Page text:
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Posted at 10:57 a.m. on Sept. 10, 2013
Another “gang” may have popped up in the Senate, this time on Syria.
Some of the members have past experience in such bipartisan groups. As many as nine senators, including a member of the Democratic leadership, are working on a new resolution that would ultimately authorize the use of force against Syria unless the country’s chemical weapons stockpiles can be secured by the international community.
Under the proposal, which is still in the conceptual stages, the United Nations would need to agree to a resolution acknowledging that the Syrian government was responsible for gassing its own people. Then, the United Nations would need to act to secure Syria’s remaining weapons to prevent future use, according to a source familiar with the discussions. Otherwise, the measure would authorize the use of force.
The source indicated that Democratic Sens. Bob Casey of Pennsylvania, Chris Coons of Delaware, Carl Levin of Michigan and Charles E. Schumer of New York were said to be working with four Republican senators on the plan.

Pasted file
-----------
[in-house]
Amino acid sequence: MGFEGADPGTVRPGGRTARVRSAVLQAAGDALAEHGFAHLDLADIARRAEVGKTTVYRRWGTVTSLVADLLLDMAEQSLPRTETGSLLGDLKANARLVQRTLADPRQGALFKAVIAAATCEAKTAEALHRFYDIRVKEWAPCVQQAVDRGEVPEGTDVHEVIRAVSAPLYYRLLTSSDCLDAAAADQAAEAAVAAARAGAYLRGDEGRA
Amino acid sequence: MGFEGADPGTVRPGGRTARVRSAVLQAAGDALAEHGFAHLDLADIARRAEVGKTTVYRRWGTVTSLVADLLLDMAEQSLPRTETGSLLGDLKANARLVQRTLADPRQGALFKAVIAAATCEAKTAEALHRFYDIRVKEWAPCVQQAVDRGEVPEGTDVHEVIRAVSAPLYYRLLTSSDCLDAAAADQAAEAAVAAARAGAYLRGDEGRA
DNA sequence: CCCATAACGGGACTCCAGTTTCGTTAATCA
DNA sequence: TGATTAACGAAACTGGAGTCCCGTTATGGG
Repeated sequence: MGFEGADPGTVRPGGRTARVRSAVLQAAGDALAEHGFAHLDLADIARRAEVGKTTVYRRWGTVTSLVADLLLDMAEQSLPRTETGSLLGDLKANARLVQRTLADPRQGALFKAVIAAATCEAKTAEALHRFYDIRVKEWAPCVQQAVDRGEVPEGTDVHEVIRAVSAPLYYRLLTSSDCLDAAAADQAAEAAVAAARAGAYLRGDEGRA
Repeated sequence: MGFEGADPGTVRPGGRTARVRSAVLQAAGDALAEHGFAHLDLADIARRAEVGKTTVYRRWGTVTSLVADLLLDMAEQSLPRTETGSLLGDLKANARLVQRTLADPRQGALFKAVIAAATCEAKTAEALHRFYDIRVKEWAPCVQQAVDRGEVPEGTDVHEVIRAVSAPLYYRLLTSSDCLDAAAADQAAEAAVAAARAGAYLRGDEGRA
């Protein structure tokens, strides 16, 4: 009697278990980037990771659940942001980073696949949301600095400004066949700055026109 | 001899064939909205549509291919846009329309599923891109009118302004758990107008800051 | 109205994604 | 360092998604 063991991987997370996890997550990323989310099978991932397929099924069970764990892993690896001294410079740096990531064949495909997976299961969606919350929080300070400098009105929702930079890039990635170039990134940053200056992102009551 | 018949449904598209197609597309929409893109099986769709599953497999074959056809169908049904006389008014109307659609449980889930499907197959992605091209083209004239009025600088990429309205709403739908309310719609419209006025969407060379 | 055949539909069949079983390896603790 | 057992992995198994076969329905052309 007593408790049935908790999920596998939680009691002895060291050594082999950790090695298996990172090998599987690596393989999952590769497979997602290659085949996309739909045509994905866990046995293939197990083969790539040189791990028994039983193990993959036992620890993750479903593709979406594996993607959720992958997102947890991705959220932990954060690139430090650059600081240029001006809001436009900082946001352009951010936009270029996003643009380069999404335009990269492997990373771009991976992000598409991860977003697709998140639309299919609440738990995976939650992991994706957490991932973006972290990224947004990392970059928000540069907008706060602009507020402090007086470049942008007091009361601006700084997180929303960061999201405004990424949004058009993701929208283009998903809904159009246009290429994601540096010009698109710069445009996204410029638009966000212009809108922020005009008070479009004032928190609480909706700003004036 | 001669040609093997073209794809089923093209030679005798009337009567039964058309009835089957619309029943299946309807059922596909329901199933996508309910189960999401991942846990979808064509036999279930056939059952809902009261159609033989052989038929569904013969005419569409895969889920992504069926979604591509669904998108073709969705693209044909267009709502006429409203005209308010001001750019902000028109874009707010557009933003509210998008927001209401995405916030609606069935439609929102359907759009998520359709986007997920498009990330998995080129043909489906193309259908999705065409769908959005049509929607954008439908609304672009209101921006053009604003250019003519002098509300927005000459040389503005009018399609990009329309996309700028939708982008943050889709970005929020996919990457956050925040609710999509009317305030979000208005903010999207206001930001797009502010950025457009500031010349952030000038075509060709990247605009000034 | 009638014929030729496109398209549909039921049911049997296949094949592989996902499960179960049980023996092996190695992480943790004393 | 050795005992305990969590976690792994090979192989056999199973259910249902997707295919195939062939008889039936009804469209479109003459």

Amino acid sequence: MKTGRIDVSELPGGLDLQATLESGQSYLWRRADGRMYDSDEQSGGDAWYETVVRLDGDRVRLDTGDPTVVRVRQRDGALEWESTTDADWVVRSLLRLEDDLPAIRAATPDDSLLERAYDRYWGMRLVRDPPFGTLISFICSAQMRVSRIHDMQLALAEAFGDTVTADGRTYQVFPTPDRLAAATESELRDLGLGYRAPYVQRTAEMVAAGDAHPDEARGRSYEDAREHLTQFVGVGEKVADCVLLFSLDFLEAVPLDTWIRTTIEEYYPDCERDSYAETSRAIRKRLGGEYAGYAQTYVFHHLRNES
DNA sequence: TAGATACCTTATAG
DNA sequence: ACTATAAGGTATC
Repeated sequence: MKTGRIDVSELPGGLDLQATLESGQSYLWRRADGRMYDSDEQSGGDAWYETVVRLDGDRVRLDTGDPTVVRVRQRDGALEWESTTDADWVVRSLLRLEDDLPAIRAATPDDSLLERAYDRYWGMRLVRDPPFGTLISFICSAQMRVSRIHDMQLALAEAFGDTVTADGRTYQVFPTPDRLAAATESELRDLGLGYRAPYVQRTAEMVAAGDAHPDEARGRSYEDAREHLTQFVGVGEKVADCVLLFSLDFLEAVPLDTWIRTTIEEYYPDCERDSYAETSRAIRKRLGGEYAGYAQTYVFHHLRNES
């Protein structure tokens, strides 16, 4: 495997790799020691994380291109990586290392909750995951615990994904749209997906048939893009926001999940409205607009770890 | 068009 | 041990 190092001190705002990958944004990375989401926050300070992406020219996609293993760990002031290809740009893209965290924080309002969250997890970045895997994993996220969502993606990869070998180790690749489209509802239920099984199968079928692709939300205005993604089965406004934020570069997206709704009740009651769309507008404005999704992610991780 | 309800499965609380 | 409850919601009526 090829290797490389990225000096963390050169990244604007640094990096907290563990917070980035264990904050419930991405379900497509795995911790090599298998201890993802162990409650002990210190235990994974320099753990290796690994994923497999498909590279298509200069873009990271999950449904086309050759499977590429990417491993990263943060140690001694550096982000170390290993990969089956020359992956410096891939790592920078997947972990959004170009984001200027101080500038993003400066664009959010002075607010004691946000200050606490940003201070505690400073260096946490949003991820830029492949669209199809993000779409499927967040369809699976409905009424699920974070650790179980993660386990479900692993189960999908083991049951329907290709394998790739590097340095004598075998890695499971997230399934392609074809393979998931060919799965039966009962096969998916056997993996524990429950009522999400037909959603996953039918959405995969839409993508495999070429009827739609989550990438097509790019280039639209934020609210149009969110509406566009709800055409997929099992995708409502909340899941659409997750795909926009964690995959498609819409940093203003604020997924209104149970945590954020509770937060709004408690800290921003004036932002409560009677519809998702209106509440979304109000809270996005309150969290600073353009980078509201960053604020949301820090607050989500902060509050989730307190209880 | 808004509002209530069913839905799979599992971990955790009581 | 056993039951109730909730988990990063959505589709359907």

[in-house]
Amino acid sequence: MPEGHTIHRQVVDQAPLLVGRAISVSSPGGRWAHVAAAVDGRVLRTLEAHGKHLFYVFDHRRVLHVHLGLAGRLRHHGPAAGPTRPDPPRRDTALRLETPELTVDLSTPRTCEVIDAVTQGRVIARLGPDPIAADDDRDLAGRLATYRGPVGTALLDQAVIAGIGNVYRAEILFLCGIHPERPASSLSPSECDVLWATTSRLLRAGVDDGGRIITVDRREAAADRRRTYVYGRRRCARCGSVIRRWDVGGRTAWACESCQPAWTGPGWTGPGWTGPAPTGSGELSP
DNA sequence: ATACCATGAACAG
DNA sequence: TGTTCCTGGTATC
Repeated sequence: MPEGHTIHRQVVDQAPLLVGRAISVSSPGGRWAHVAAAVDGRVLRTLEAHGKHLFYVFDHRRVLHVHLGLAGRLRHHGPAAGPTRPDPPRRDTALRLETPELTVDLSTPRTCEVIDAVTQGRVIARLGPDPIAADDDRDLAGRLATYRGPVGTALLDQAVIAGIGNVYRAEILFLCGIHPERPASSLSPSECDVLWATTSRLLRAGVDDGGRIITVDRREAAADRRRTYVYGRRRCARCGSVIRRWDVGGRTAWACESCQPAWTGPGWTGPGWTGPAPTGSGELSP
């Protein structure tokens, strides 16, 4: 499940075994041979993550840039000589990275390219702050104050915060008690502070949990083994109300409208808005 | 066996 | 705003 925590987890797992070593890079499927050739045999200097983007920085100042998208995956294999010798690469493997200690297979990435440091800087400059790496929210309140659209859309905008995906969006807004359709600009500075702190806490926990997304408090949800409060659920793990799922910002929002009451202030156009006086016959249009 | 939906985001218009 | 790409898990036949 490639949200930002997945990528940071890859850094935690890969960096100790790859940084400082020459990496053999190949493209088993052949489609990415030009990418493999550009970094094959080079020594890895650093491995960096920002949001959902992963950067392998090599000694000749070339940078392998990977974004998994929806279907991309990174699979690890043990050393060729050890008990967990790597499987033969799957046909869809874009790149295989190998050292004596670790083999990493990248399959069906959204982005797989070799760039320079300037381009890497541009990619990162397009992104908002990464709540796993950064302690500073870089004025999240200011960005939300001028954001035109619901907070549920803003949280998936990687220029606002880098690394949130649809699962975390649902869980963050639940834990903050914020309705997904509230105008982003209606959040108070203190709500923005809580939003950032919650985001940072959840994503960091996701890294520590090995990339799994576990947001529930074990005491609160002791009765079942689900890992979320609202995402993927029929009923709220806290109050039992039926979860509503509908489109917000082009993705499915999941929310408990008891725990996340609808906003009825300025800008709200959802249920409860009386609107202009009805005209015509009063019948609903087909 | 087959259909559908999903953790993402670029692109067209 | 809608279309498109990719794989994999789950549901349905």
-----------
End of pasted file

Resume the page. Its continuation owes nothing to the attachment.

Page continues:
The Republicans involved include a familiar trio: Kelly Ayotte of New Hampshire, Lindsey Graham of South Carolina and John McCain of Arizona. They’re joined in the effort by Intelligence Vice Chairman Saxby Chambliss of Georgia.
Foreign Relations Chairman Robert Menendez, D-N.J., was also said by the source to be involved in the conversations on the new resolution. Menendez was the lead author of the use-of-force resolution reported out by his committee that is lined up for Senate floor consideration.
Following initial reports of a Russian proposal to have the international community take custody of Syria’s chemical weapons, Graham and McCain said in a joint statement Monday that the Obama administration should act quickly to take the proposal to the United Nations.
“The only credible way for the Obama Administration to test this proposal is to immediately introduce a U.N. Security Council Resolution that spells out in clear, detailed terms exactly what the international community should expect of the Assad regime if it is serious about abandoning its weapons of mass destruction — weapons that it does not even admit to possessing at this point,” Graham and McCain said. “Such a resolution must include specific requirements for immediate and intrusive inspections, unfettered international access to every site and suspected site in Syria possessing any weapons of mass destruction, guarantees for secure freedom of movement for all international inspectors, immediate steps by Assad to begin transferring his weapons of mass destruction to international custody, and clear consequences and triggers for action if obligations are not met by a time certain, among other commitments.”